SPREE (2020) Reviews and overview

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Spree is a 2020 American dark comedy thriller about a young man that goes on a car-based live-streamed rampage to gain internet infamy.

Directed By Eugene Kotlyarenko from a screenplay co-written with Gene McHugh, the Forest Hill Entertainment production stars Joe Keery, Sasheer Zamata, Mischa Barton, John DeLuca, Josh Ovalle, Lala Kent, Frankie Grande with Kyle Mooney and David Arquette.

Meet Kurt (Joe Keery), a 23-year-old rideshare driver for Spree, who is so desperate for social media attention that he’ll stop at nothing to go viral. He comes up with a plan to live stream a rampage as a shortcut to infamy – coining his evil scheme “#thelesson”, he installs a set of cameras in his car and begins streaming his rides.

Wildly miscalculating the popularity that would come from his lethal scheme, Kurt’s desperation grows as he tries to find a way to overcome the plan’s flaws. In the middle of all this madness, a stand-up comedian (Sasheer Zamata) with her own viral agenda crosses Kurt’s path and becomes the only hope to put a stop to his misguided carnage…

Spree was shown at the Sundance festival in January 2020. The movie was released theatrically, On Demand and Digital on August 14, 2020, by RLJE Films.

Spree will be released on Blu-ray and DVD on October 20th 2020 by RLJE Films. Special features:

Audio commentary by writer/director Eugene Kotlyarenko
KurtsWorld96 social media videos

” …the victims are played as one-note, with only Jessie having any depth or character arc. Then again, in an age in which influencers have reduced their online personalities down to what they can squeeze into a character-restricted profile, then act out that profile constantly, what’s too broad? It does, however, allow Keery a little more breathing room for Kurt, who spouts vagueries about his home-spun philosophy which he calls “The Lesson.” Its nothingness defines it…” Austin Chronicle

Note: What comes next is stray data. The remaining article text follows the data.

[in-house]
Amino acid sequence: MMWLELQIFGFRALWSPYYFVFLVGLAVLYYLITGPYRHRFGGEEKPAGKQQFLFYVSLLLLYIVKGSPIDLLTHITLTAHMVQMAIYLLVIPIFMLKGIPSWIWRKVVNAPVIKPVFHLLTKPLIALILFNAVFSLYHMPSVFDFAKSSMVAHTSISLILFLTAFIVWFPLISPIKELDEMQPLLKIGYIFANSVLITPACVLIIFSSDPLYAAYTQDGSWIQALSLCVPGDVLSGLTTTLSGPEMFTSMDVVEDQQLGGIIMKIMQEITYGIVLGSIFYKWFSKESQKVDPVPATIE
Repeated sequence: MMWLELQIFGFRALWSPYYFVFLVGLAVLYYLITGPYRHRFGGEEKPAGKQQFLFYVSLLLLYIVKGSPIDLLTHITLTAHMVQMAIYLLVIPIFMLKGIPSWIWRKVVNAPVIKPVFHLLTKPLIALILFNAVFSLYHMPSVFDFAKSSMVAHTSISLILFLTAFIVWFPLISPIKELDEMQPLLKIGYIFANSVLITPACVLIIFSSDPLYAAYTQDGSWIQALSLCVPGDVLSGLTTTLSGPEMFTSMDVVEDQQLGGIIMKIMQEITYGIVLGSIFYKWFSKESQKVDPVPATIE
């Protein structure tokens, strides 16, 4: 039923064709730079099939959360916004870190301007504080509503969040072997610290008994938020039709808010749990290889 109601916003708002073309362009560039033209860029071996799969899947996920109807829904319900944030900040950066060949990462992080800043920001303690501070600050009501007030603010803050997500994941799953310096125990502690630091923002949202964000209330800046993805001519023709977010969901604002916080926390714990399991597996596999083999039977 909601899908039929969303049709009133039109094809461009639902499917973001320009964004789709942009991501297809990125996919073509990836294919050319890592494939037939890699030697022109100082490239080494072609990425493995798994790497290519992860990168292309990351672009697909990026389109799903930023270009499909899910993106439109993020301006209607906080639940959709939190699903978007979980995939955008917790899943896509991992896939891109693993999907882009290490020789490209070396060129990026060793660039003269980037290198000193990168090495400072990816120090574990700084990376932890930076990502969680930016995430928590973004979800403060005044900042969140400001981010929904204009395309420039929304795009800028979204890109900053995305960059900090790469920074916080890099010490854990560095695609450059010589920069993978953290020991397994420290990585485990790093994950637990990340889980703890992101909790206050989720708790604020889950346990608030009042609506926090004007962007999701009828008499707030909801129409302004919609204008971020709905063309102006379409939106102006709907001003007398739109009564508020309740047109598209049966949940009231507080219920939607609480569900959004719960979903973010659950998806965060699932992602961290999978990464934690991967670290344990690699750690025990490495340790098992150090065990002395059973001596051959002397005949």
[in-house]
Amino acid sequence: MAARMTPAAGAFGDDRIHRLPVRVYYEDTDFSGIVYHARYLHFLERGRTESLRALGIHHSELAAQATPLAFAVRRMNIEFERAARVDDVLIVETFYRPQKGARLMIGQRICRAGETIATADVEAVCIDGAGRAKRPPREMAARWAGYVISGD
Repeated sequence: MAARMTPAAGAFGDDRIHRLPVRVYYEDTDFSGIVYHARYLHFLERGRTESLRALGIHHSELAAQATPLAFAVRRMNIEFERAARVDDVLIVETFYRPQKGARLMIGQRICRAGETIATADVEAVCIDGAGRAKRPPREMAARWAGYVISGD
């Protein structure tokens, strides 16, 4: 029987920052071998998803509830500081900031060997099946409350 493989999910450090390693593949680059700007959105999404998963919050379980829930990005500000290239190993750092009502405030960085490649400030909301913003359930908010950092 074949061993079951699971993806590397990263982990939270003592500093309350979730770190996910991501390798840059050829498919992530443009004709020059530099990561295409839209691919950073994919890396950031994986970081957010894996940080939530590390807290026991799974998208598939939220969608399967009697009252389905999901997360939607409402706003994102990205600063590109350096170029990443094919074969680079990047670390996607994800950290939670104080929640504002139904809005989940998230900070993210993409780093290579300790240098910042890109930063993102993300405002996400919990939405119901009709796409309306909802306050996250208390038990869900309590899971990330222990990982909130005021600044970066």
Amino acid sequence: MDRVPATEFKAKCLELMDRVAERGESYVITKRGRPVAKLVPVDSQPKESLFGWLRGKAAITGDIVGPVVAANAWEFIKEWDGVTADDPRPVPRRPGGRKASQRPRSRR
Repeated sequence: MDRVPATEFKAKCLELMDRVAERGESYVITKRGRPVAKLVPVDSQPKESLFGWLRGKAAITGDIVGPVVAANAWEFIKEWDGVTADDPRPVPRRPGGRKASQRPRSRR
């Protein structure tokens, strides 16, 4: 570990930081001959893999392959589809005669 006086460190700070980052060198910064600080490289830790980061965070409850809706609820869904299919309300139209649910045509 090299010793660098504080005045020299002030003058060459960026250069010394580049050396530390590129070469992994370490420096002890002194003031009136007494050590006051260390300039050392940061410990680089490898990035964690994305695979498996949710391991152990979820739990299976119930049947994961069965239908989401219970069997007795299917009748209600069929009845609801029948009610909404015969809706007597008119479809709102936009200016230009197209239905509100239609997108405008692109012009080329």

” …Spree is a comedy–often a very funny one–but it’s a damn sight darker than most self-consciously “dark” comedies because it never fully lets go of the slick, artificially positive tone of the influencer world in which Kurt is trying to succeed. Where Spree falters is when it steers too smugly into social commentary.” Battleship Pretension

Spree is always captivating to watch, yet I can’t help feeling some of its dramatic potential was left untapped. Kotlyarenko’s script can read as sanctimonious at times, spelling out its intended message with third act speeches that have the characters turn into ciphers for the screenwriter […] Spree’s abrasive style offers a darkly alluring condemnation of influencer culture driven by a career-best performance from Joe Keery.” BRWC

“While the movie’s tone is satiric, it’s also shallow; Kurt doesn’t have enough substance to be chilling. It’s also funny, but not funny enough to stand on its own as a straightforward comedy. Still, it’s darkly entertaining, and Sasheer Zamata shines as a stand-up comedian whose audience Kurt wants to steal.” Crooked Marquee

“Everything on the technical side was really well done, a lot of the setups had good intensity, and it wasn’t not at least a little bit entertaining. While it’s a little more style over substance, I think many nonetheless might enjoy themselves at this cool-looking (if not innovative) ride.” Film Snob Reviews

“Director Eugene Kotlyarenko’s approach will no doubt prove to be controversial as the movie is essentially a black comedy, with many of the kills taking on near-slapstick dimensions, although the gore level makes it clear this is an exploitation flick, albeit a well-made, relatively smart one…” JoBlo

“Zameer delivers the right amount of comedy in a few spots that, had the movie matched her efforts, might have helped its appeal. While the attempt at commentary on the larger culture does not go unnoticed, as one of Kurt’s followers says to him of his attempts to go viral, it’s “boring and awkward.” Same goes for Spree.” MaddWolf

“The damn thing turns into Grand Theft Auto and after the fourth kill, his star count is still on 1! By the time the police encounter Kurt for the third time, you don’t feel any sort of tension because by that point you know they’re not going to do anything no matter how guilty, let alone suspicious, Kurt looks. A friggin’ video game has more urgency regarding escaping the law than the thriller feature that is Spree. ” Rendy Reviews

“Kotlyarenko’s full-fledged commentary slingshots viewers into the cringiest but most revealing parts of the internet—all the waves of crude comments in the live streams, the Pepe jokes, the audience’s insatiable need for shocking entertainment. Kurt’s mayhem is incredibly funny and entertaining because it’s so smart in critiquing what content is truly out there…” RogerEbert.com

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